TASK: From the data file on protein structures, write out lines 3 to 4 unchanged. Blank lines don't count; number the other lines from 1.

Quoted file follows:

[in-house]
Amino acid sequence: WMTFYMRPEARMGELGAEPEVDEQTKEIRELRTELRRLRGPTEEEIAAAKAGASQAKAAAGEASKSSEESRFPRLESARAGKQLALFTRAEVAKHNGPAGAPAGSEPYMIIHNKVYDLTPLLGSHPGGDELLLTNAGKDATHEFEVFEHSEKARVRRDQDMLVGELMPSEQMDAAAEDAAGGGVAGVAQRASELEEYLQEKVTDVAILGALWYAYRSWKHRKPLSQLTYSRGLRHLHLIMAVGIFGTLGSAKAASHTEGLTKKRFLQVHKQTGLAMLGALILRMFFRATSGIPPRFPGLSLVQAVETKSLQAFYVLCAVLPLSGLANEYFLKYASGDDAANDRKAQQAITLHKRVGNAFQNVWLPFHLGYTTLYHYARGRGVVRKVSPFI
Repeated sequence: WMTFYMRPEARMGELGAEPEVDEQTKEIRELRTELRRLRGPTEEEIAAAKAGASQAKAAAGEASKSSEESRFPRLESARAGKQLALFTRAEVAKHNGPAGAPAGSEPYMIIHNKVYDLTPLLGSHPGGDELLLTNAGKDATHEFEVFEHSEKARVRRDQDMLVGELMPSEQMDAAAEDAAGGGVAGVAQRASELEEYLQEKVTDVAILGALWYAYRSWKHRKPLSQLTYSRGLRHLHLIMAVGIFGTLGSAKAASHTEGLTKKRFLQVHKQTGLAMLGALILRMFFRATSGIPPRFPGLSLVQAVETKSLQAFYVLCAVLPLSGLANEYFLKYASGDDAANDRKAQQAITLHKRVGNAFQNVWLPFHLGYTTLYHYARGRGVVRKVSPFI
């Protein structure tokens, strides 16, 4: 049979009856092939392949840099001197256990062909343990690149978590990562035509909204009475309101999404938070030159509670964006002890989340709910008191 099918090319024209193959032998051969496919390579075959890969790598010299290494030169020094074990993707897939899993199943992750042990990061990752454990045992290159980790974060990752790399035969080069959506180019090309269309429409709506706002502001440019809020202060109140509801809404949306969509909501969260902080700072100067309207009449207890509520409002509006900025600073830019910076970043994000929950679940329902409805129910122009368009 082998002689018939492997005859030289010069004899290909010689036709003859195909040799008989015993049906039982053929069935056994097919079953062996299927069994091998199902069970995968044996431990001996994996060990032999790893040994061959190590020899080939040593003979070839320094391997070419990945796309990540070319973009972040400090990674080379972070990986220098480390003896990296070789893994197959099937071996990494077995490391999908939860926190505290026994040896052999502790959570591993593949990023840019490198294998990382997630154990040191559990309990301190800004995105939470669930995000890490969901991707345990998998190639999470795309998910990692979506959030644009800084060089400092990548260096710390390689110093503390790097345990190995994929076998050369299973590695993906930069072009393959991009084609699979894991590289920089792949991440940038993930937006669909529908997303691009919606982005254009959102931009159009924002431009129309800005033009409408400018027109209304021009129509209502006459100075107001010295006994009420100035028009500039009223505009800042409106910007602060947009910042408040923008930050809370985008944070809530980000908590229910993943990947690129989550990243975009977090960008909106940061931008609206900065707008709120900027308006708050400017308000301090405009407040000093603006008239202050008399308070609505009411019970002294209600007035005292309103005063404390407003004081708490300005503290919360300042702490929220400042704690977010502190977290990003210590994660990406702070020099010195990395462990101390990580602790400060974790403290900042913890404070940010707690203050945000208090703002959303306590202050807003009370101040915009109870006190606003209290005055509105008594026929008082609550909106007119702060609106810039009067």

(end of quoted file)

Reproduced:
Repeated sequence: WMTFYMRPEARMGELGAEPEVDEQTKEIRELRTELRRLRGPTEEEIAAAKAGASQAKAAAGEASKSSEESRFPRLESARAGKQLALFTRAEVAKHNGPAGAPAGSEPYMIIHNKVYDLTPLLGSHPGGDELLLTNAGKDATHEFEVFEHSEKARVRRDQDMLVGELMPSEQMDAAAEDAAGGGVAGVAQRASELEEYLQEKVTDVAILGALWYAYRSWKHRKPLSQLTYSRGLRHLHLIMAVGIFGTLGSAKAASHTEGLTKKRFLQVHKQTGLAMLGALILRMFFRATSGIPPRFPGLSLVQAVETKSLQAFYVLCAVLPLSGLANEYFLKYASGDDAANDRKAQQAITLHKRVGNAFQNVWLPFHLGYTTLYHYARGRGVVRKVSPFI
């Protein structure tokens, strides 16, 4: 049979009856092939392949840099001197256990062909343990690149978590990562035509909204009475309101999404938070030159509670964006002890989340709910008191 099918090319024209193959032998051969496919390579075959890969790598010299290494030169020094074990993707897939899993199943992750042990990061990752454990045992290159980790974060990752790399035969080069959506180019090309269309429409709506706002502001440019809020202060109140509801809404949306969509909501969260902080700072100067309207009449207890509520409002509006900025600073830019910076970043994000929950679940329902409805129910122009368009 082998002689018939492997005859030289010069004899290909010689036709003859195909040799008989015993049906039982053929069935056994097919079953062996299927069994091998199902069970995968044996431990001996994996060990032999790893040994061959190590020899080939040593003979070839320094391997070419990945796309990540070319973009972040400090990674080379972070990986220098480390003896990296070789893994197959099937071996990494077995490391999908939860926190505290026994040896052999502790959570591993593949990023840019490198294998990382997630154990040191559990309990301190800004995105939470669930995000890490969901991707345990998998190639999470795309998910990692979506959030644009800084060089400092990548260096710390390689110093503390790097345990190995994929076998050369299973590695993906930069072009393959991009084609699979894991590289920089792949991440940038993930937006669909529908997303691009919606982005254009959102931009159009924002431009129309800005033009409408400018027109209304021009129509209502006459100075107001010295006994009420100035028009500039009223505009800042409106910007602060947009910042408040923008930050809370985008944070809530980000908590229910993943990947690129989550990243975009977090960008909106940061931008609206900065707008709120900027308006708050400017308000301090405009407040000093603006008239202050008399308070609505009411019970002294209600007035005292309103005063404390407003004081708490300005503290919360300042702490929220400042704690977010502190977290990003210590994660990406702070020099010195990395462990101390990580602790400060974790403290900042913890404070940010707690203050945000208090703002959303306590202050807003009370101040915009109870006190606003209290005055509105008594026929008082609550909106007119702060609106810039009067």